-the message that Cardinal Sarah, Prefect of Divine Worship, addressed to the participants.
a) Cardinal Sarah’s message
Back on the day before his nomination to Divine Worship, Cardinal Sarah had attended the presentation of the Proceedings of the 2013 Sacra Liturgia conference in Rome (see letter 55). He therefore gave a friendly greeting to the participants of Sacra Liturgia 2015, to its initiator Bishop Rey (who was detained in France), and to Cardinal Burke, who gave the keynote address. The length of Cardinal Sarah’s letter, however, indicates that this was more than a mere greeting; he intended to say something substantial to the clergy and laity assembled in New York:
-he first and foremost laid stress on the present-day importance of “the apostolate at the service of the promotion of the Holy Liturgy” and invited one and all “to do everything to put the Holy Liturgy back at the heart of the relationship between God and man”;
-he asked the participants to assist him in advancing the liturgical renewal that Benedict XVI permitted, so that they might be like the householder in the Gospel according to St. Matthew, able to bring forth from his storeroom things new and old, nova et vetera.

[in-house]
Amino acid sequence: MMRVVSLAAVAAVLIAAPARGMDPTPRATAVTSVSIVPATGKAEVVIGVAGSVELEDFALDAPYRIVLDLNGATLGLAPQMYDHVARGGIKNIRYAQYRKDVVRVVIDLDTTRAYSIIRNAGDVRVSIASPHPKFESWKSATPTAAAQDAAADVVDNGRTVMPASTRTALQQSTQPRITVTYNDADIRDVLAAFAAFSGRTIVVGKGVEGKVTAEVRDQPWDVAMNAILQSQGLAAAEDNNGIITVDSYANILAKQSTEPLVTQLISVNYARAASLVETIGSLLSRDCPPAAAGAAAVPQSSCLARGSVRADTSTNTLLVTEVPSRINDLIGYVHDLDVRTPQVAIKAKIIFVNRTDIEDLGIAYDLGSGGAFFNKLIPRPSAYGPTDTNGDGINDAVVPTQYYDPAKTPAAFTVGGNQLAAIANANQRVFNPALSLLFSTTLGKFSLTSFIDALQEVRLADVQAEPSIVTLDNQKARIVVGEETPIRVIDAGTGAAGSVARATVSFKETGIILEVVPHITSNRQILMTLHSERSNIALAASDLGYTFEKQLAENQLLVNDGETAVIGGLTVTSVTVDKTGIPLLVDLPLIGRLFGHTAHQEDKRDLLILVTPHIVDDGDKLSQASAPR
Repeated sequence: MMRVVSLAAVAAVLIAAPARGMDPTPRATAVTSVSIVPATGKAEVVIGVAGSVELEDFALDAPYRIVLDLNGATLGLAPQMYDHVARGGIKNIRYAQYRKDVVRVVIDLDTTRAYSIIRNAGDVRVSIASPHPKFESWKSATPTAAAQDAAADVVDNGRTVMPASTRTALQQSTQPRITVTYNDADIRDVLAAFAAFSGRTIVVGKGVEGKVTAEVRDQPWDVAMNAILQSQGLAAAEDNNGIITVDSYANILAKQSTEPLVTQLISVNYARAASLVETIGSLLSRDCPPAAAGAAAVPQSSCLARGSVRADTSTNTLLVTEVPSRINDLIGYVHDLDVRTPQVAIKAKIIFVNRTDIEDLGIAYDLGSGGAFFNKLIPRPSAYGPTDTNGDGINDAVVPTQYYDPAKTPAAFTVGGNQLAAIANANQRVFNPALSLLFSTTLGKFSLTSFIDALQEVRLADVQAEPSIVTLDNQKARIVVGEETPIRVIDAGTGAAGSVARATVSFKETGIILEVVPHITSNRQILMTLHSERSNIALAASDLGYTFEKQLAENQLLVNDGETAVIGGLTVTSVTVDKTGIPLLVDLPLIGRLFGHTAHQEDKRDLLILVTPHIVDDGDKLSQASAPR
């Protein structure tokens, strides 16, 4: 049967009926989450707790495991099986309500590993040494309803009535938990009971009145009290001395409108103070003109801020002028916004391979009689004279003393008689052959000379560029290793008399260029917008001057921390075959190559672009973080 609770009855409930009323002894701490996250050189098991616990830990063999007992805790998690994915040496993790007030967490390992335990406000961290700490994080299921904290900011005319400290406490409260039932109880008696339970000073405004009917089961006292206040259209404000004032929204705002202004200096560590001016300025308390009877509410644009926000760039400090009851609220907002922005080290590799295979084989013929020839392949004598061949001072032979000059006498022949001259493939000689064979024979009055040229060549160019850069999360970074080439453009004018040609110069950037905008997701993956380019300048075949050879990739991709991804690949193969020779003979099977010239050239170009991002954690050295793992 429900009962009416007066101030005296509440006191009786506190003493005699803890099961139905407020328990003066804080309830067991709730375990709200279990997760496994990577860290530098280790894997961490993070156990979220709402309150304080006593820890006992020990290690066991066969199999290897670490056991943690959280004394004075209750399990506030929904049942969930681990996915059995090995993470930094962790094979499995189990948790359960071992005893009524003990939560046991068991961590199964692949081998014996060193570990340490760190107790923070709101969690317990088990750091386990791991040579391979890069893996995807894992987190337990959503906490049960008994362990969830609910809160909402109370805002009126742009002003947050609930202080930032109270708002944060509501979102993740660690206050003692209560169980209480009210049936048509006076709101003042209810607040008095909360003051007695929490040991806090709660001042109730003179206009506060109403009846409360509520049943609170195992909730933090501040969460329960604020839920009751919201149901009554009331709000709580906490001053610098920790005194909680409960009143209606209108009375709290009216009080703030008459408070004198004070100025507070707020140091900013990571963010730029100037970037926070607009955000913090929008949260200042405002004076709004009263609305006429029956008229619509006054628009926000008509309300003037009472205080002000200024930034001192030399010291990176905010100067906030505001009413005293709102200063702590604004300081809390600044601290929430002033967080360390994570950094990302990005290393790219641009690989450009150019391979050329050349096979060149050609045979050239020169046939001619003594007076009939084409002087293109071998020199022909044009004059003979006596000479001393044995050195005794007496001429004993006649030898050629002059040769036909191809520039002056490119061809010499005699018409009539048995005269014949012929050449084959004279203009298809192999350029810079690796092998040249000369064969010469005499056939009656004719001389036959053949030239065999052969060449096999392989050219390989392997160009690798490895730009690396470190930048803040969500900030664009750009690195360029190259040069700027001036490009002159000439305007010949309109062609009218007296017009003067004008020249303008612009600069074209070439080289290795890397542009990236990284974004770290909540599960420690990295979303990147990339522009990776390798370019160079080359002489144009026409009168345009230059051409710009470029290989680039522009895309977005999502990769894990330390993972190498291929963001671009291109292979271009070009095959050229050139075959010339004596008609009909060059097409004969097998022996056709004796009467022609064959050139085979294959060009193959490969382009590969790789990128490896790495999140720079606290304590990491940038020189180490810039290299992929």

-lastly he suggested to the participants two avenues to work along: first, firmly to keep in mind that the Holy Liturgy (i.e. the worship of God Almighty as handed down by tradition and the encounter between humanity and the living God at work in His Church) must be celebrated faithfully in the reverence and fear of God. Second, we must attentively dedicate ourselves to the promotion of a healthy liturgical formation, calling to mind Pope Francis’s February 18, 2014 call “to the commitment to a solid and organic liturgical initiation and formation, both of lay faithful as well as clergy and consecrated persons” as “there remains much to be done for a correct and complete assimilation of the Constitution of the Holy Liturgy on the part of the baptized and ecclesial communities.”
b) Fr. Connolly’s Mass
Fr. Connolly, a young Irish-American priest (as his name indicates) in the archdiocese of New York, along with nine other diocesan seminarians and two Franciscans of the Renewal (the Bronx Franciscans), was ordained on May 23, 2015 by the Cardinal Archbishop of New York in Saint Patrick’s cathedral. We met him during the coffee break on June 2 and we found out that he was going to celebrate the first Mass of the conference that very evening, a Solemn Mass according to the extraordinary form of the Roman Rite. This confidence placed in a just-ordained priest at such a conference reflects the reigning climate all along the four days of Sacra Liturgia in New York: make room for the young and the lowly, so long as they manifest a genuine and full love of the Holy Liturgy!